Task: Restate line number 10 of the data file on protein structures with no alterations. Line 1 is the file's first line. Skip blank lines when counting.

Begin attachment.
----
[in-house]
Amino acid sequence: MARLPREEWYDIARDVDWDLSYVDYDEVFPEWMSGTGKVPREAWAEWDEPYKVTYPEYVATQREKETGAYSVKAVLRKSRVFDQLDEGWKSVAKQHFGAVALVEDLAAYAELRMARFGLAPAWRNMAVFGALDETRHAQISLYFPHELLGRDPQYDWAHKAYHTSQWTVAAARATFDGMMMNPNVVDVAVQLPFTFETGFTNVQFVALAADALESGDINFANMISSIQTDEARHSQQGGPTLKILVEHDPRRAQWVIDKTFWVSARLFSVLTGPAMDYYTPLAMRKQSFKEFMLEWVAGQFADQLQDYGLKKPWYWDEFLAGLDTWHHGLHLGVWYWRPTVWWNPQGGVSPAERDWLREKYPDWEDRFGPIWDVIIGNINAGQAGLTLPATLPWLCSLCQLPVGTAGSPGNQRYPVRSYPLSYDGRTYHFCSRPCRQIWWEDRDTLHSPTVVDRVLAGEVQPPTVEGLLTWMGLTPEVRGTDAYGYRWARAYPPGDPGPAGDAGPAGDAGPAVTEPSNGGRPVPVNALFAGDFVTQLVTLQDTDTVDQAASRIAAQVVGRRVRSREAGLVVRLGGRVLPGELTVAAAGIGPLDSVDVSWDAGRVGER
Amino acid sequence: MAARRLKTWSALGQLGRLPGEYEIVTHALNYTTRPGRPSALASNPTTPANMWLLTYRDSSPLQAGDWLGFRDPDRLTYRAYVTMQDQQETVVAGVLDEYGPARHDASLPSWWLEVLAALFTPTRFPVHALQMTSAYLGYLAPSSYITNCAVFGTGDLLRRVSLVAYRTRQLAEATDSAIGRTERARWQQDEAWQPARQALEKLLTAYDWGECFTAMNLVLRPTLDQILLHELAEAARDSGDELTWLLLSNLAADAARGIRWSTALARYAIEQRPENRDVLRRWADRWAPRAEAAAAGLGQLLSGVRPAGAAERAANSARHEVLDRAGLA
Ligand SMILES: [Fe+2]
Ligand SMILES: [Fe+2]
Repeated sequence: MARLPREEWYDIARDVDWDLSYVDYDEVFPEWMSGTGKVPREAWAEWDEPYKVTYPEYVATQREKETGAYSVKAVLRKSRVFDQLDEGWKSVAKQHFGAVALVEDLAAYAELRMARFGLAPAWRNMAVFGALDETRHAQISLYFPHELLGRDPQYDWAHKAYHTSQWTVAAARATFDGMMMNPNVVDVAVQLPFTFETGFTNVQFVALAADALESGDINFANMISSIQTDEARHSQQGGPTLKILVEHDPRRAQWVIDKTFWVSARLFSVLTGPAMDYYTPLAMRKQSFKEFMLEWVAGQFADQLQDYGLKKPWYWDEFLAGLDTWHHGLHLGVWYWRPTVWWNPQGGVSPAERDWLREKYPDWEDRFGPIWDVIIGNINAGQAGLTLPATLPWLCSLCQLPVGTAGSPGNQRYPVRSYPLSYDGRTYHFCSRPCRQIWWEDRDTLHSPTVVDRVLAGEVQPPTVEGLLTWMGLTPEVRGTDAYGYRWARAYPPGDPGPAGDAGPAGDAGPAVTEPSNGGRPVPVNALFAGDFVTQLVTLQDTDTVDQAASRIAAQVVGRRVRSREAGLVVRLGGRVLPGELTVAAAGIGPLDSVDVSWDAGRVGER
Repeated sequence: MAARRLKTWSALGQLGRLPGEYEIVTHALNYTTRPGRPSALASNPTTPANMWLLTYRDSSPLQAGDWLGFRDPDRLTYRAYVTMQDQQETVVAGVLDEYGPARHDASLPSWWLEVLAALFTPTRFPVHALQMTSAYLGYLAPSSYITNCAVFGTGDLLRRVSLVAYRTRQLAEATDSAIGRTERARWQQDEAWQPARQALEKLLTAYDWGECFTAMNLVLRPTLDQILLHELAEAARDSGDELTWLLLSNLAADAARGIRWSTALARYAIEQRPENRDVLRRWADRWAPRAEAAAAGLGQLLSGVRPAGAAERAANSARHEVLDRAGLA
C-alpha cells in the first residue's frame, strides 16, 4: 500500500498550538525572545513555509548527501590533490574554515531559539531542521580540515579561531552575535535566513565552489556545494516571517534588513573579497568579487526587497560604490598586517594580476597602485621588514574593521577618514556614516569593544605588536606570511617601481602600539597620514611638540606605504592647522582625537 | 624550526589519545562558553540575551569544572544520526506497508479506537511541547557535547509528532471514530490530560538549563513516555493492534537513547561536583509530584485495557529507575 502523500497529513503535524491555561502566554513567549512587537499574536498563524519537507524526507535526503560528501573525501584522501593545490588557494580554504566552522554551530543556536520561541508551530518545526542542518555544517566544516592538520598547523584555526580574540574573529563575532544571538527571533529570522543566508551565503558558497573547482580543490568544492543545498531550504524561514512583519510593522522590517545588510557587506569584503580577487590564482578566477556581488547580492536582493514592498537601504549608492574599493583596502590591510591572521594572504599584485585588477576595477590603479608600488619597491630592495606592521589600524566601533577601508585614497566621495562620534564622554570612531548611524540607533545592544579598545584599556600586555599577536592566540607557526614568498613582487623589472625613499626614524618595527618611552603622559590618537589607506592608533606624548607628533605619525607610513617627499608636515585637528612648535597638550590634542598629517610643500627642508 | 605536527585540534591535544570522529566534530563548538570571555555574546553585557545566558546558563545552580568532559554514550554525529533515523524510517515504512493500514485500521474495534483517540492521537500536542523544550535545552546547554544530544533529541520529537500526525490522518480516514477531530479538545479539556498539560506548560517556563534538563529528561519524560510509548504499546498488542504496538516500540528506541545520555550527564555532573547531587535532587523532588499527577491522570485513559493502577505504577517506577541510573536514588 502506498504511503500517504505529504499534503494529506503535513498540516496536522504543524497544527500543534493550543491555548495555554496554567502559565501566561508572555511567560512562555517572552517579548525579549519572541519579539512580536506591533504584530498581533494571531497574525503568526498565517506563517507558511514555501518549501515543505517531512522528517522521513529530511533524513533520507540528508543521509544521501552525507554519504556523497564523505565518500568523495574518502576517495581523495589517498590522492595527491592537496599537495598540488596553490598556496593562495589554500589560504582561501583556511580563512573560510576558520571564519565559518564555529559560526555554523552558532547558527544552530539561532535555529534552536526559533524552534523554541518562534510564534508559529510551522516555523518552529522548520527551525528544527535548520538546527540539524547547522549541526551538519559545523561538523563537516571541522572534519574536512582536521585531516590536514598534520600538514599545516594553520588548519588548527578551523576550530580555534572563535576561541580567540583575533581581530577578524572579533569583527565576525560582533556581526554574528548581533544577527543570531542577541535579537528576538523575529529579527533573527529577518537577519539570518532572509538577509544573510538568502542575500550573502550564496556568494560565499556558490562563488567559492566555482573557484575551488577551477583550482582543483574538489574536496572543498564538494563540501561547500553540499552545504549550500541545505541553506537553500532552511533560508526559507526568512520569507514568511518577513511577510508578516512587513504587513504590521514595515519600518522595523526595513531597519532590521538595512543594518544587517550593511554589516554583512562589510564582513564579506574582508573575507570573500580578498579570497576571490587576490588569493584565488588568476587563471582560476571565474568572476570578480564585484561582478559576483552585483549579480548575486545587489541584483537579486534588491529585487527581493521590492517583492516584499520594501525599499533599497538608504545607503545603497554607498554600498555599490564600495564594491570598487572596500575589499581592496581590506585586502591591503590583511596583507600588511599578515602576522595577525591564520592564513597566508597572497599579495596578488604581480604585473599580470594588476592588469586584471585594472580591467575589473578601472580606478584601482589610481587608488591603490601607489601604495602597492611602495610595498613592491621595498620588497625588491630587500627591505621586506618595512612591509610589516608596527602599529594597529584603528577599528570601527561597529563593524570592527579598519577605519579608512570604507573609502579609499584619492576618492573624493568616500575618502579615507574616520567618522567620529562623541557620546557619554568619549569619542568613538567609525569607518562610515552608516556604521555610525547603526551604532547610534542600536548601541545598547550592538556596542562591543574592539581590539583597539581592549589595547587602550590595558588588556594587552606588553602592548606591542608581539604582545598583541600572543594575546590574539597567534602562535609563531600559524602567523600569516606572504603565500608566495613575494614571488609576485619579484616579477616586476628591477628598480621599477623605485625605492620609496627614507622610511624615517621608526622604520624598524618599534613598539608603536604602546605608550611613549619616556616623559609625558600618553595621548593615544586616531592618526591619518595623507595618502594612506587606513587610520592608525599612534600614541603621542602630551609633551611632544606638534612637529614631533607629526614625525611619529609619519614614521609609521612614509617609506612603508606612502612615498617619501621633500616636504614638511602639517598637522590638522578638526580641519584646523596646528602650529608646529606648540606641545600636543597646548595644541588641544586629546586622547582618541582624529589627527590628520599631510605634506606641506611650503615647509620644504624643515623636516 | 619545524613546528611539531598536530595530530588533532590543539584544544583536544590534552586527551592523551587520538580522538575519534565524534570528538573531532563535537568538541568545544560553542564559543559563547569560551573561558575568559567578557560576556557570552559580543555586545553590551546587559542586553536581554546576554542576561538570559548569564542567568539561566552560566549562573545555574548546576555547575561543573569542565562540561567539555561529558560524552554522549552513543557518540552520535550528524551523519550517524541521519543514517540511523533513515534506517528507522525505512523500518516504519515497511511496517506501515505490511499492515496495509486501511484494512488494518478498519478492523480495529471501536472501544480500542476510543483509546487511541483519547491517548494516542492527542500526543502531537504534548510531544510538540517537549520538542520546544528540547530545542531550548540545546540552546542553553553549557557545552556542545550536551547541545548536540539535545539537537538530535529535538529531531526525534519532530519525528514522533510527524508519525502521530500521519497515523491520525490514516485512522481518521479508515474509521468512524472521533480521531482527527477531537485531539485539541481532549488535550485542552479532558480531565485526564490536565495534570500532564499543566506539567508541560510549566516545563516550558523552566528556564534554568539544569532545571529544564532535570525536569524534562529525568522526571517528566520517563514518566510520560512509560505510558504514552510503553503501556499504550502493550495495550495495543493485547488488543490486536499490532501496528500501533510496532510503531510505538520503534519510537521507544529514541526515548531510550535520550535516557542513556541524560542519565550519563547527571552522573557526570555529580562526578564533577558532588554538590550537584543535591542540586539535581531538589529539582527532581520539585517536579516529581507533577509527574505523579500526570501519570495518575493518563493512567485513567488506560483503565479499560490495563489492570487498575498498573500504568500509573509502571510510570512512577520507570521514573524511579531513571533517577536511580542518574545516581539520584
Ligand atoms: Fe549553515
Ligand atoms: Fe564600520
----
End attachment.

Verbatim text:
Ligand atoms: Fe564600520